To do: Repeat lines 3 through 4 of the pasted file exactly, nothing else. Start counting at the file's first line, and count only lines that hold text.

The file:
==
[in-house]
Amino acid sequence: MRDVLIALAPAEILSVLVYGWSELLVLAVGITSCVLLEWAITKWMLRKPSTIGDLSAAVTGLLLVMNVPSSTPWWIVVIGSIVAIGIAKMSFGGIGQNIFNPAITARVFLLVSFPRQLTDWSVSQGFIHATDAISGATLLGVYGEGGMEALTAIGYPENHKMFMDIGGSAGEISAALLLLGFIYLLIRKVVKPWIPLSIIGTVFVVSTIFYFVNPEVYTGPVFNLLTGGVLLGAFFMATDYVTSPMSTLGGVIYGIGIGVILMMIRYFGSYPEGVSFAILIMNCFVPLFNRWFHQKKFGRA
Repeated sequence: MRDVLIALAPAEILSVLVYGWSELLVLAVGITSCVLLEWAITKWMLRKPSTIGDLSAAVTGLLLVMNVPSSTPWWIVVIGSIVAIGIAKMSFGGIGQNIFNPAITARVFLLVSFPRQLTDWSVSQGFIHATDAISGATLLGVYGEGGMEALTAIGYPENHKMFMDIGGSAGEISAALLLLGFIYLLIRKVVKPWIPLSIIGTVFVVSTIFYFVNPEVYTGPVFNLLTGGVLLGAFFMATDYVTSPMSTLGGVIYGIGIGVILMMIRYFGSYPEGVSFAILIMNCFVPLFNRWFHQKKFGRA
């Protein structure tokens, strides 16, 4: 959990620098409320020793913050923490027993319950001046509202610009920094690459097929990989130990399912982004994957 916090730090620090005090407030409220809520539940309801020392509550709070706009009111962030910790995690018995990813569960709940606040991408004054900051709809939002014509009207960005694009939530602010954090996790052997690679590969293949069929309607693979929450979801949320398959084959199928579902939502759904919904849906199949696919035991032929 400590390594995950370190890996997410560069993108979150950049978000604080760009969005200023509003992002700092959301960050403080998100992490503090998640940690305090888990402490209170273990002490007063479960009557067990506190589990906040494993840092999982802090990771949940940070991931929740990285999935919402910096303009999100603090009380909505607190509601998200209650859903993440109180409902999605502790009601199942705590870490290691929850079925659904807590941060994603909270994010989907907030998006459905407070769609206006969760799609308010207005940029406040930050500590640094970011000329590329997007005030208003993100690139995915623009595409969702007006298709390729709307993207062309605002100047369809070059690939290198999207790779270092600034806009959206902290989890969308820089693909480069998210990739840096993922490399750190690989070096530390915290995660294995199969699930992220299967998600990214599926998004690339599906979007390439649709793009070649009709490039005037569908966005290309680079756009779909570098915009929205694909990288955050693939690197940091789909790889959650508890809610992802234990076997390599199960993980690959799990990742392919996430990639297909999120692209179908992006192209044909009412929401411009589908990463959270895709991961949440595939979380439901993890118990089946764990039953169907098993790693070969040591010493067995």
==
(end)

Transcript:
Repeated sequence: MRDVLIALAPAEILSVLVYGWSELLVLAVGITSCVLLEWAITKWMLRKPSTIGDLSAAVTGLLLVMNVPSSTPWWIVVIGSIVAIGIAKMSFGGIGQNIFNPAITARVFLLVSFPRQLTDWSVSQGFIHATDAISGATLLGVYGEGGMEALTAIGYPENHKMFMDIGGSAGEISAALLLLGFIYLLIRKVVKPWIPLSIIGTVFVVSTIFYFVNPEVYTGPVFNLLTGGVLLGAFFMATDYVTSPMSTLGGVIYGIGIGVILMMIRYFGSYPEGVSFAILIMNCFVPLFNRWFHQKKFGRA
């Protein structure tokens, strides 16, 4: 959990620098409320020793913050923490027993319950001046509202610009920094690459097929990989130990399912982004994957 916090730090620090005090407030409220809520539940309801020392509550709070706009009111962030910790995690018995990813569960709940606040991408004054900051709809939002014509009207960005694009939530602010954090996790052997690679590969293949069929309607693979929450979801949320398959084959199928579902939502759904919904849906199949696919035991032929 400590390594995950370190890996997410560069993108979150950049978000604080760009969005200023509003992002700092959301960050403080998100992490503090998640940690305090888990402490209170273990002490007063479960009557067990506190589990906040494993840092999982802090990771949940940070991931929740990285999935919402910096303009999100603090009380909505607190509601998200209650859903993440109180409902999605502790009601199942705590870490290691929850079925659904807590941060994603909270994010989907907030998006459905407070769609206006969760799609308010207005940029406040930050500590640094970011000329590329997007005030208003993100690139995915623009595409969702007006298709390729709307993207062309605002100047369809070059690939290198999207790779270092600034806009959206902290989890969308820089693909480069998210990739840096993922490399750190690989070096530390915290995660294995199969699930992220299967998600990214599926998004690339599906979007390439649709793009070649009709490039005037569908966005290309680079756009779909570098915009929205694909990288955050693939690197940091789909790889959650508890809610992802234990076997390599199960993980690959799990990742392919996430990639297909999120692209179908992006192209044909009412929401411009589908990463959270895709991961949440595939979380439901993890118990089946764990039953169907098993790693070969040591010493067995």